at Wesley Conference Centre in Sydney on can respond in a situation such as this. . . . More @ http://spd.adventistconnect.org
taking the offer of the baton ranks of the choir, the result- tastic and the event certainly
from the Henderson choirmas- ant sounds are extraordinary. showcased our college,” says
ter, Samson Helu, and giving a —Evan Fray principal Guy Lawson. The fair
very animated and engaging day had face painting, ice-cream
display. Mr Sibanda has a tech- ◆ Gold Coast Christian College, and coffee vans, a sausage siz-
nique that involves not only Qld, is abuzz with excitement zle, two massive jumping castles
◆ Two Adventist church choirs the use of his hands to con- after holding its second Chris- and a special visit from Gold
performed at the official open- duct but also involves the eyes, tian book fair and grandpar- Coast’s Life FM. Lastly, an over-
ing of the Pacifica Festival in mouth, shoulders and knees in ent’s day in October. The book whelming number of grand-
West Auckland, NZ. The New lively motion. Mr Helu has pro- fair is an excellent opportunity parents attended to share in an
Lynn Samoan and Henderson duced a very professional and for the community to get to afternoon of college work with
choirs shared centre stage polished singing group, which know the college and purchase their grandchildren. Some 125
while local dignatries present- has become a major attraction Christian literature. This year, grandparents got involved in
ed their speeches. Hender- for church services both locally almost 1000 people attended Maths, English, Science, stories
son sang an African-language and nationally and, with the the book fair and, on average, and afternoon tea, served by
song, with guest conductor involvement of most Pacific each person spent over $A10 the college students.—Sean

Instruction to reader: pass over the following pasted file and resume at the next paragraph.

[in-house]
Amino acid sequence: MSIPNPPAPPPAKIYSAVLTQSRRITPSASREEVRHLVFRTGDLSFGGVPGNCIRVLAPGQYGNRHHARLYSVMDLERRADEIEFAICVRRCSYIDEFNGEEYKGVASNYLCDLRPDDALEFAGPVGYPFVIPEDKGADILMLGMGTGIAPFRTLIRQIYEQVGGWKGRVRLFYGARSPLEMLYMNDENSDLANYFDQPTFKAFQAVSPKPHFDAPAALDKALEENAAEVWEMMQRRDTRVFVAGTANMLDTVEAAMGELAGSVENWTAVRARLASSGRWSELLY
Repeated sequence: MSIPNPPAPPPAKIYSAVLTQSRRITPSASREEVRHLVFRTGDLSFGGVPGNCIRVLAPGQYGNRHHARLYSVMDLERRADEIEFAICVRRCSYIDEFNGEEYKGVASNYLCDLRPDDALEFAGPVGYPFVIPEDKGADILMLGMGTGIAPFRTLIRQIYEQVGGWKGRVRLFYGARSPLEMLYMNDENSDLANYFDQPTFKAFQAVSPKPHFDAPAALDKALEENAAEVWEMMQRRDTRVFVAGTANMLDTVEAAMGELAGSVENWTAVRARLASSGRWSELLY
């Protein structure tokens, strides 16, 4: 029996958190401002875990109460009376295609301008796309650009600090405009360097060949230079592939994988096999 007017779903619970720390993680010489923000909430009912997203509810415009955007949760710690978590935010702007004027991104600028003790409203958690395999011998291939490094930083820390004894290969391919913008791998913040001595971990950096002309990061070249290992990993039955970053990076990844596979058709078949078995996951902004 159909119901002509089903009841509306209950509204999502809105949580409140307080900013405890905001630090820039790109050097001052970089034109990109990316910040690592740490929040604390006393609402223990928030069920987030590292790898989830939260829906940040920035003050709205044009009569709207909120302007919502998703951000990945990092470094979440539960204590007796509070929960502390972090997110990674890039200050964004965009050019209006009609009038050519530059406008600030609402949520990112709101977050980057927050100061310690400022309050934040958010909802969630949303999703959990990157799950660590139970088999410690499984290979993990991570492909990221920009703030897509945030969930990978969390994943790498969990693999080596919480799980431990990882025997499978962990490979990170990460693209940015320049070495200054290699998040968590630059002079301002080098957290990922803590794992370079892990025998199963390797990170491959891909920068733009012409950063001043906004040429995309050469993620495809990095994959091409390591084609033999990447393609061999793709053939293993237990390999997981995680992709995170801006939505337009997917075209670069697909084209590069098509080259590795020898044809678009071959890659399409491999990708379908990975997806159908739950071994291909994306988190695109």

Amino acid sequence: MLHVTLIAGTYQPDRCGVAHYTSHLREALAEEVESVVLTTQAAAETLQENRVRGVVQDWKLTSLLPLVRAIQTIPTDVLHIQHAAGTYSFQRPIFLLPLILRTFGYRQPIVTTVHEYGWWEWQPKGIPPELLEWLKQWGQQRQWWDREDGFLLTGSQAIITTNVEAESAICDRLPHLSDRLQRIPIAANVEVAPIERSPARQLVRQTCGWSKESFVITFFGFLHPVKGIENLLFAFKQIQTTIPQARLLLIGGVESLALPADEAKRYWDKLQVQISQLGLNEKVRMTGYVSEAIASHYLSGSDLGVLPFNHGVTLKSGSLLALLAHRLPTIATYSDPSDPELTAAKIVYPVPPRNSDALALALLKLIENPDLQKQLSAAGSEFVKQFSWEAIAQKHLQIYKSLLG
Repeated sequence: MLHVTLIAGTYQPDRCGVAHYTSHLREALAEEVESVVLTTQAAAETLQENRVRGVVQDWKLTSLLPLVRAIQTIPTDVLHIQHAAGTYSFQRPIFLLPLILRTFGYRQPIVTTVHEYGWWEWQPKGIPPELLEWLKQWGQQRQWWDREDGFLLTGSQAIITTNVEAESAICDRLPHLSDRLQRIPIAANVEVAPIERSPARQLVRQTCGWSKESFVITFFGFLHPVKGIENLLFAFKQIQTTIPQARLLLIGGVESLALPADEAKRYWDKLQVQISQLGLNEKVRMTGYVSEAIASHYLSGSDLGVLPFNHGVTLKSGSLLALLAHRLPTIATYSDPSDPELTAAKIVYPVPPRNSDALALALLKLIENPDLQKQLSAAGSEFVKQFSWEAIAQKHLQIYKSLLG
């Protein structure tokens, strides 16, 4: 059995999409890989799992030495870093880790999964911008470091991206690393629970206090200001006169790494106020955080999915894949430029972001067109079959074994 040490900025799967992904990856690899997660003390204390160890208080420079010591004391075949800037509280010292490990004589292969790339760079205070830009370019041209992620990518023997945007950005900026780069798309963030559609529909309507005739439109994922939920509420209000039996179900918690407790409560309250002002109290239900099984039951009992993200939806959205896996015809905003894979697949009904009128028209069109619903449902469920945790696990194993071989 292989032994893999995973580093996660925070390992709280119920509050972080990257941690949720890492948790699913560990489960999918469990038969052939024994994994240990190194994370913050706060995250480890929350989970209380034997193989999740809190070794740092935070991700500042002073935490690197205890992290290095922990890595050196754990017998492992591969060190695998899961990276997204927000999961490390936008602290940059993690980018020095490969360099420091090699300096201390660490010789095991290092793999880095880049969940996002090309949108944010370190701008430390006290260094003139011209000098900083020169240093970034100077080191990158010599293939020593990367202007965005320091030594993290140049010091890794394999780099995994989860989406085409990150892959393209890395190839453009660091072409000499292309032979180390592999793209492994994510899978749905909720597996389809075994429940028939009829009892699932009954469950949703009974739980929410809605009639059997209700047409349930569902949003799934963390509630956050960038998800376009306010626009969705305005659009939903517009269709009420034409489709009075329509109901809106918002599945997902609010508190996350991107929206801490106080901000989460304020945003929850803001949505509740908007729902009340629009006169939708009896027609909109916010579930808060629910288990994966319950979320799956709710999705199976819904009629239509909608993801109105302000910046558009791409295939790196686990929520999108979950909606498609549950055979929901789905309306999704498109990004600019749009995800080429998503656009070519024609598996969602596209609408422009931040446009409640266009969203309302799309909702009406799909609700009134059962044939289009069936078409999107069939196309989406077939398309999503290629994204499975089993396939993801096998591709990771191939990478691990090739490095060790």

Esau Sibanda from Zimbabwe Island nationalities within the each. “The book fair was fan- Berkeley
BELIEVE IN CHRIST > LIVE THE LIFE @ WWW.EDGEONWEB.ORG
November 29, 2008 3
ABCs find open day success Record graduating
WARBURTON, VICTORIA North New Zealand Conference, says, “We
class for LAC
had more than 500 people in the shop—a LONGBURN, NEW ZEALAND
dventist Book Centre (ABC) an- number of them in their ‘Sunday best’ after
nual open day sales are signiﬁcantly going to their local church, as word of the ovember 8 saw not only the 96th
up from 2007 in contrast to current open day sale had gotten around.” graduation ceremony for Long-
negative economic climate, reports Paul White, ABC manager for the North- burn Adventist College (LAC) but
Liz Dunstan, Signs Publishing Company’s ern Australian Conference, held his open also the largest number of students
book department manager. The rise was day on Saturday night, as it works better in graduating. The class of 2008 had 47 stu-
reﬂected across the division, with the low- the warmer weather. “Sales at the till were dents, all of whom achieved National Cer-
est percentage increase still hitting 10 per double our normal open day, and we still had tiﬁcate of Educational Achievement Level
cent, while the highest was more than 200 phone orders coming in,” he says. Tina Gil- 3 before sitting their external exams.
per cent. christ, ABC manager for the Victorian Con- Students, family and staff attended the
“In light of the economic situation, this ference, reported a “busy” day, as many of graduation weekend ceremonies.
appears to be remarkable but in terms of the books were bargain-priced and the high LAC principal Bruce Sharp believes the
the times in which we live, not altogether sales activity would not be directly reﬂected students from the 2008 graduating class
surprising,” says Mrs Dunstan. “I think in the till. She nominated those books that will be missed and their contributions to
church members perceive the world’s need “got people excited” as Storytime, Real He- the school won’t go unnoticed.
for certainty and are seeking an explanation roes, We Believe and Best News Ever, and the He adds, “This very large class encour-
in Adventist literature. After all, through the “most excited” as Touched By a Miracle. aged and pushed each other along to suc-
Spirit of Prophecy, we have insight into where Mrs Dunstan says that while she was ceed. Their collective desire to succeed
we stand as a church, in history.” still to receive ﬁnal reports from the Paciﬁc ensured no-one was left behind.”—Julene
ABC managers and supervisors report ABCs, anecdotally sales reﬂected those of Duerksen-Kapao
having had an “amazing day.” Nerelle home unions. “We’re expecting big things
Steele, ABC manager for the Greater Sydney out there, as our pre-open day shipments
Conference, says, “One man waited on our from Signs Publishing to the islands were
doorstep from 8 am until we opened at 10 huge.” She said that in the Paciﬁc, open days
am, all so he could purchase Ellen White’s often run for more than one weekend in
Steps to Christ at the open day price—a order to allow more access to the less-mobile